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Environmental fate & pathways

Biodegradation in water: screening tests

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3 Biodegradability in Seawater (OECD 306) studies have been conducted on the read-across substance. The percentage test substance degraded after 28 days ranged from 35 to 45%.
A marine BODIS test was also conducted. After 28 days 42-82% biodegradation was observed (depending on addition rate of test substance) and after 42 days 56-95% degradation was observed (depending on addition rate of test substance).

Key value for chemical safety assessment

Biodegradation in water:
inherently biodegradable, not fulfilling specific criteria

Additional information

3 Biodegradability in Seawater (OECD 306) studies and a marine BODIS test have been conducted on the read-across substance (Fatty acids, C18 unsaturated, reaction products with diethylenetriamine), the results are discussed below.

Study Reference: Kuc W J (2011)

The primary objective of the study was to determine the ready biodegradability in seawater of BL5177. This was achieved by measuring dissolved oxygen consumption of a dilute solution of the designate organic material in natural seawater. The test solution contained an indigenous population of heterogeneous microorganisms and was not inoculated with any further test seed. Test bottles were incubated in the dark at a temperature of 20±1°C. Biological oxygen demand (BOD) of the test system was monitored over a specified incubation period of 28 days. Percent biodegradability was calculated as the ratio of the BOD to the chemical oxygen demand (COD) or the theoretical oxygen demand (ThOD) multiplied by a factor of 100.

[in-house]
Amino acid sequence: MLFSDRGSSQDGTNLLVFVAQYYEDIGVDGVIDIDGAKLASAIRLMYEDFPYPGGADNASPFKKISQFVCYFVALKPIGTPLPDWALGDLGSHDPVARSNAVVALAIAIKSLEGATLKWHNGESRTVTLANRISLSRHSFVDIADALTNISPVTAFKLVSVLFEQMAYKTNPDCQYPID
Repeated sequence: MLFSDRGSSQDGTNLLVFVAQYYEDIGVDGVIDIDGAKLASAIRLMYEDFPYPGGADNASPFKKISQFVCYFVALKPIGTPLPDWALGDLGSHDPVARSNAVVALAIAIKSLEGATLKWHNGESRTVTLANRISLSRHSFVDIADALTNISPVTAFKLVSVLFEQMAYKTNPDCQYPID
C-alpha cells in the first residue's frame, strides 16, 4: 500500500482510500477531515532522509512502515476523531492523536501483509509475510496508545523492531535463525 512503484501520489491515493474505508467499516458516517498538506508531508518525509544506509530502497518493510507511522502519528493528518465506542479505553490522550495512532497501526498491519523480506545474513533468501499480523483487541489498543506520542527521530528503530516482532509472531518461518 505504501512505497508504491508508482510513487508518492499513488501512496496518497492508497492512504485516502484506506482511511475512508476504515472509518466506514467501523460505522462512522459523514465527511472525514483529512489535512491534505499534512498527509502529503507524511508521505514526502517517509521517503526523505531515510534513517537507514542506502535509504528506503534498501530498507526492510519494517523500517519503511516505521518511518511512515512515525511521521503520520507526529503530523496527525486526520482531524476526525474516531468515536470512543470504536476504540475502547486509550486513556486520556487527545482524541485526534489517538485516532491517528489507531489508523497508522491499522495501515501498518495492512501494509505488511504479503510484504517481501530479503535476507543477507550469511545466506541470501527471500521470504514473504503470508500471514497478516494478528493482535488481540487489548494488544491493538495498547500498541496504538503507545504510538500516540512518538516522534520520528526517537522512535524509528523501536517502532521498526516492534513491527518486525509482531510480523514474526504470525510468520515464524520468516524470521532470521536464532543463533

The chemical oxygen demand (COD) for BL5177 was determined to be 2.24 mg O2per mg substance. The maximum percent biodegradation for BL5177 of 45% was observed on day 28. The sodium acetate 2 mg/L reference control achieved greater than 60% biodegradation within the 28 day test period, 96percent degradation was observed by day 28. Dissolved oxygen depletion in the seawater controls remained within the test guideline of 30%; on day 28 a maximum dissolved oxygen depletion of 9.2% occurred (oxygen levels had decreased from 7.6 to 6.9 mg/L)

The test substance attained 45% degradation after 28 days but cannot be considered to be readily biodegradable in the marine environment under the terms and conditions of OECD Guideline No 306.

Study Reference: Kuc W J (2011a)